There are many dreary and dingy rows of ugly houses in certain parts of London, but there certainly could not be any row more ugly or dingier than Philibert Place. There were stories that it had once been more attractive, but that had been so long ago that no one remembered the time. It stood back in its gloomy, narrow strips of uncared-for, smoky gardens, whose broken iron railings were supposed to protect it from the surging traffic of a road which was always roaring with the rattle of busses, cabs, drays, and vans, and the passing of people who were shabbily dressed and looked as if they were either going to hard work or coming from it, or hurrying to see if they could find some of it to do to keep themselves from going hungry. The brick fronts of the houses were blackened with smoke, their windows were nearly all dirty and hung with dingy curtains, or had no curtains at all; the strips of ground, which had once been intended to grow flowers in, had been trodden down into bare earth in which even weeds had forgotten to grow. One of them was used as a stone-cutter's yard, and cheap monuments, crosses, and slates were set out for sale, bearing inscriptions beginning with "Sacred to the Memory of." Another had piles of old lumber in it, another exhibited second-hand furniture, chairs with unsteady legs, sofas with horsehair stuffing bulging out of holes in their covering, mirrors with blotches or cracks in them. The insides of the houses were as gloomy as the outside. They were all exactly alike. In each a dark entrance passage led to narrow stairs going up to bedrooms, and to narrow steps going down to a basement kitchen. The back bedroom looked out on small, sooty, flagged yards, where thin cats quarreled, or sat on the coping of the brick walls hoping that sometime they might feel the sun; the front rooms looked over the noisy road, and through their windows came the roar and rattle of it. It was shabby and cheerless on the brightest days, and on foggy or rainy ones it was the most forlorn place in London.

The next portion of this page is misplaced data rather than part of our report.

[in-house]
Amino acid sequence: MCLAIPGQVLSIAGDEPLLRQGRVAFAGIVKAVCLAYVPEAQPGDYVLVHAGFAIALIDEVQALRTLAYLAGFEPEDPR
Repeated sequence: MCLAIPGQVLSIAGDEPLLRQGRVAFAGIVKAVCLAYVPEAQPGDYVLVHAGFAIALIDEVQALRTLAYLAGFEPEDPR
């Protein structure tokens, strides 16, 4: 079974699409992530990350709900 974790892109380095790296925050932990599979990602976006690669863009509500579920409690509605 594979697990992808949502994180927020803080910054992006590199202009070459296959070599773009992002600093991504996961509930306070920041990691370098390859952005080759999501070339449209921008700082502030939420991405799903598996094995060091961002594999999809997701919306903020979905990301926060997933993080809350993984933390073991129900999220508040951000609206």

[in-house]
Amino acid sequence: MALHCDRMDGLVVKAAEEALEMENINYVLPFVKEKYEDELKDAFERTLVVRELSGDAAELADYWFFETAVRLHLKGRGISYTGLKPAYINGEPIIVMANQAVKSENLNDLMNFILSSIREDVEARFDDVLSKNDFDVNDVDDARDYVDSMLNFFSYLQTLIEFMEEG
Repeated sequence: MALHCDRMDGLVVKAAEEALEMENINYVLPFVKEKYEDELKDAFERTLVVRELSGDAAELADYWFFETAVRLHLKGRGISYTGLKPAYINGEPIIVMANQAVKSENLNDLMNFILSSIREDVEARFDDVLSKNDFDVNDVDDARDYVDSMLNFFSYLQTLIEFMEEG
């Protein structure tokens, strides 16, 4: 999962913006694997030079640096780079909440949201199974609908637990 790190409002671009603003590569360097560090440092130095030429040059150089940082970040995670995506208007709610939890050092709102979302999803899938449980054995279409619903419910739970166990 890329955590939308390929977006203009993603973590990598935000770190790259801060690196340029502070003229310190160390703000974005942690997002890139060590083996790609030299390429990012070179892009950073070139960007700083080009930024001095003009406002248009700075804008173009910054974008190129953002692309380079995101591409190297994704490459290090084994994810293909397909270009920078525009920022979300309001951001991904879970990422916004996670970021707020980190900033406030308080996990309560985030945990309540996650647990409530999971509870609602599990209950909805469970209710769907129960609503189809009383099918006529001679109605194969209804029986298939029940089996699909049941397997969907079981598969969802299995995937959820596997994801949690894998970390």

At least that was what one boy thought as he stood near the iron railings watching the passers-by on the morning on which this story begins, which was also the morning after he had been brought by his father to live as a lodger in the back sitting-room of the house No. 7.